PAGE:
True success lies in knowing when to slow down and when to speed up. Building in a strategic pause, or deliberate break in the day -- or week or month -- allows leaders to stop doing and start thinking. It allows time for developing a high-impact plan of action with clear accountabilities, timelines, and pathways of communication. They can then come away with a renewed sense of confidence, purpose, and optimism.

To recession-proof their businesses, companies should be slowing down and allowing time to identify ways to be proactive, strategic, and future-focused.

Use strategic pauses to assess these six factors that can lead to accelerated growth and a recession-proof business:

1. Assess the competition. Make time to understand in which ways the competition has the advantage. What are your competitors’ gaps or weaknesses? How can you differentiate and elevate your organization to gain advantage and increase market share?

2. Assess your organization. Determine where you are today as a team and a company. What do you bring? What are your signature strengths and talents? Do you have the right people in the right roles, doing the right things to ensure success today and accelerate growth and innovation for a stellar future? And, importantly, are you adding value in ways that mean the most to you, the company, the customer, and your clients?

3. Assess the market. What will differentiate your organization as a future-focused, customer-centric, innovation-driving engine of growth? Where will you see profitable openings in the market? Ask yourself: Will less agile organizations struggle to keep up? How will we pick up customers in need of access to the products and services we offer? Which new products and services can we provide to fill the void?

4. Assess risk. Where might you lose market share in the face of an economic downturn? Which employees are likely to become worried about the future of the company or industry? What’s your plan for retaining and developing your top talent?

5. Look out over the horizon. While it’s essential to continue providing exceptional customer service, product reliability, and your tried-and-true client offerings, you must also be laser-focused on driving meaningful innovation that improves all your product lines and service offerings.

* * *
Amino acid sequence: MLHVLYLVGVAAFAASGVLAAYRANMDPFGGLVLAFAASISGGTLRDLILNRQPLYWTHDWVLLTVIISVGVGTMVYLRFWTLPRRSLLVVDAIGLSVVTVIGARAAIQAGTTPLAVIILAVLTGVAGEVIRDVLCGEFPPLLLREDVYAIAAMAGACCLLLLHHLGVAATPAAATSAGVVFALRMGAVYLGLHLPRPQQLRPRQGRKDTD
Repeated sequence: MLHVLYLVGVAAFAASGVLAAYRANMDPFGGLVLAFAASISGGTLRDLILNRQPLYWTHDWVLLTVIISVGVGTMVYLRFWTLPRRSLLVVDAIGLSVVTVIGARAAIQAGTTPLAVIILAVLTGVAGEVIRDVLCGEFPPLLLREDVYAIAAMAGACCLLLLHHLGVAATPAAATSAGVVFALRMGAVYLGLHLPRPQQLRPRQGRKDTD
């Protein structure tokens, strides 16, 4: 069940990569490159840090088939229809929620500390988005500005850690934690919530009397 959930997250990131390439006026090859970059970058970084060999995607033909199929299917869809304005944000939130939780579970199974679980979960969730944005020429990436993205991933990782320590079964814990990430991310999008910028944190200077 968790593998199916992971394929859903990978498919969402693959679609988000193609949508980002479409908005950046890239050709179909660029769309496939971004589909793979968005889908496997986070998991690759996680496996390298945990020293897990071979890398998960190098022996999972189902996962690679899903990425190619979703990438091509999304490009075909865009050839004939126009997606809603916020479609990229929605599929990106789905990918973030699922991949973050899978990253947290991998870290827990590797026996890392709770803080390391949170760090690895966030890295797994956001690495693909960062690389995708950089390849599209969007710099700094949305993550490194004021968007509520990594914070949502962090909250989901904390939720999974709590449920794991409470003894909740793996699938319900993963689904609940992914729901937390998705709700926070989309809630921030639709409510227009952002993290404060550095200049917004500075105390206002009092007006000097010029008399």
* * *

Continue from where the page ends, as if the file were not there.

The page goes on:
6. Assure your stakeholders. Make sure that your employees, customers, and investors see you and your company as confident, courageous, savvy, and ready to make the most of any economic shifts that come along.

Slowing down and pausing can feel implausible and impractical in the midst of an economic free-fall. But by taking the time to develop a more thoughtful path forward, you will be ensuring your success in any economic climate.

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Liz Bywater, Ph.D., works with senior executives and teams across an array of companies, such as Johnson & Johnson, Bristol-Myers Squibb, AmerisourceBergen, and Nike. She brings a rapidly actionable framework for success, which is captured in her book, Slow Down to Speed Up: Lead, Succeed and Thrive in a 24/7 World. She writes a monthly column for Life Science Leader and provides expert commentary for the Wall Street Journal, Fast Company, FierceCEO, and other top media outlets. Learn more at lizbywater.com.

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Categories: Blogs

To Prepare for Automation, Stay Curious and Don’t Stop Learning

Harvard business - Tue, 10/08/2019 - 09:00

Being proactive will keep your skills relevant.

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The CEO of Dick’s Sporting Goods on Becoming a Gun Control Advocate

Harvard business - Tue, 10/08/2019 - 08:54

Ed Stack, the chief executive of Dick’s Sporting Goods, decided after the Parkland school shooting to pull assault rifles and high-capacity magazines from all of his company’s stores. The controversial choice hurt revenues. But the retailer weathered the storm, thanks to inclusive and thoughtful decision-making, careful communication with all stakeholders, and a strategic shift to new product lines. Stack explains why he chose to take such a public stance on a hot-button social issue and how it has affected him personally and professionally. He is the author of “It’s How We Play the Game: Build a Business. Take a Stand. Make a Difference.”

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Leadership Signals Week: Steph Curry Says "Bye" to an Unlikable Peer...

Hr Capitalis - Tue, 10/08/2019 - 08:14
Capitalist Note: It's "Leadership Signals Week" here at the HR Capitalist, where I talk about things I've seen leaders communicate over the last couple of weeks that speak volumes about what they want their followers to think. Communication matters if... Kris Dunn
Categories: Blogs

Why You Should Write Down Your Company’s Unwritten Rules

Harvard business - Tue, 10/08/2019 - 08:00

What goes unsaid can have a profound influence on employees’ actions.